The Jack Abramoff lobbying scandal spans the globe, from Washington to Scotland to Puerto Rico and Guam. "Persons of interest" include members of Congress, federal agency officials, a candidate for Lt. Governor of Georgia and, of course, individuals at the White House. The web is vast and the relationships politically incestuous and many wonder just how wide and deep the probe will reach.
As the investigation unfolds, we glean tidbits that suggest there is much more to this story than a few Congressional pay offs to help Jack's Indian tribes expand their casinos. There is the Gambino crime family and murder in the SunCruz fraud case and lavish boondoggles to the Northern Mariana Islands. Thanks to Ralph Reed, the religious right and James Dobson pop up in the casino fights, and then we're off for a relaxing eighteen with Tom DeLay and friends on the links at St. Andrews. One minute Susan Ralston works for Abramoff, the next she is Karl Rove's executive assistant. Government aides become Jack's lobbyists who then put their wives on political payrolls who--well, you get the picture. It sounds like a Robert Altman movie...or maybe the Marx Brothers on steroids.
What it really sounds like is a replay of the Enron fiasco, a national disgrace that permeated our political system but is winding down to a few targeted trials. Several banks have paid fines, Arthur Anderson met its demise and a few company honchos will do jail time. The corporate principals, Ken Lay and Jeff Skilling, are now facing off with the Enron Task Force in a Houston Federal Courtroom, charged with assorted fraud and conspiracy with a bit of insider trading thrown in. The Feds have a good tale to tell, but they arel coloring inside the lines, leaving out much of the real story. What is not be a part of the case is the really big picture; how over many years our government officials played key roles in facilitating the events that led to the grand and tragic fall of the "world's largest energy company".
As early as 1988, George W. Bush was calling Argentina on Enron's behalf. In 1992, Bush administration officials were helping out with an Energy Policy Act that would require utilities to accommodate Enron-generated electricity. Well-respected leaders like former secretary of state and treasury James Baker and former Commerce secretary Robert Mosbacher threw their weight behind the high-flying company to help with international deals.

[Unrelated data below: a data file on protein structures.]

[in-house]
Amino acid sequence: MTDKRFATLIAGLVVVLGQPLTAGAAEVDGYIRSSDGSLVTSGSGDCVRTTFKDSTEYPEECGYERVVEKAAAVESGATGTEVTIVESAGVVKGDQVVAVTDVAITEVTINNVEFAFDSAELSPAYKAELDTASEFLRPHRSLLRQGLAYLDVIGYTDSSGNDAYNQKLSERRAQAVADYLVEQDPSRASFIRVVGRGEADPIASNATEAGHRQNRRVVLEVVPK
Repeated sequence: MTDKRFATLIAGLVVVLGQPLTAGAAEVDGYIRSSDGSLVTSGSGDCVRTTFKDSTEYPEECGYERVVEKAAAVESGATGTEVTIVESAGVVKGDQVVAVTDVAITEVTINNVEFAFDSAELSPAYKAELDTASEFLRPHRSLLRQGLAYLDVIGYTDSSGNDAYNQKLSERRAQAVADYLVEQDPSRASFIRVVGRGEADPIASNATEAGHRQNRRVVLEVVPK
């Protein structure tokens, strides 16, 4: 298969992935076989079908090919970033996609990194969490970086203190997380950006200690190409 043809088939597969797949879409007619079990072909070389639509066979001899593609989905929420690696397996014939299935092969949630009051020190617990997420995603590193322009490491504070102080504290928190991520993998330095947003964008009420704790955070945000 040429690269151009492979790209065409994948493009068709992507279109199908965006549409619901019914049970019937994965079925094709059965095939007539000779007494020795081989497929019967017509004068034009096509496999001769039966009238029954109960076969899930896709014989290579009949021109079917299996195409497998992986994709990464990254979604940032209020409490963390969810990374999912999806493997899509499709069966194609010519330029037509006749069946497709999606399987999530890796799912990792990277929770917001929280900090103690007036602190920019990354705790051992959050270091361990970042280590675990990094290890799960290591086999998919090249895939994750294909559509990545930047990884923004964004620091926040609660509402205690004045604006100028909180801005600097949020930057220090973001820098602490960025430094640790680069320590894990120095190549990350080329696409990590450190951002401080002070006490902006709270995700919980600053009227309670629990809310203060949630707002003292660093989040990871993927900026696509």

Ken Lay worked both sides of the aisle. By 1993 he was golfing with President Clinton and cozying up to Commerce Secretary Ron Brown. He was handsomely rewarded. Enron was exempted from tough regulations imposed by the Public Utility Holding Company Act of 1935. By 1997, he'd hired the former boss of the very man at the SEC who could (and would) approve a critical exemption that Congress had denied the year before, due in part to SEC objections that now miraculously disappeared. Relief from the Investment Company Act of 1940 pave the way for the off-the-books partnerships and debt shifting overseas that disguised its financial downfall while enriching a lot of people.
Internationally, Ambassador Frank Wisner was aiding Enron's efforts to push its disastrous Dabhol project in India. When he resigned the appointment, he went to work for an Enron-controlled company. The project cost investors millions of dollars, and the Overseas Private Investment Corporation, (the American taxpayer), was on the hook for several hundred million more, while a few Enron executives collected seven-figure profits.
Over at Treasury, Linda Robertson was being courted by the company. She was the department's liaison with Congress. Lo and behold, when the Commodity Futures Modernization Act of 2000 emerged, energy trading was exempt from the very regulation covering other traders, and Ms. Robertson was heading up Enron's Washington office.
Enron became then Governor Bush's largest corporate contribution, and its law firm, Vince & Elkins, wasn't far behind. When Bush won the White House, the parade of Enron employees, advisors and lobbyists who joined the administration was astounding. Larry Lindsay, Robert Zoellick, Thomas White, Clay Johnson, Ted Kassinger and Laurence Thompson were all placed in senior positions. The former head of the Texas Public Utility Commission was Lay's pick to head the Federal Regulatory Energy Commission.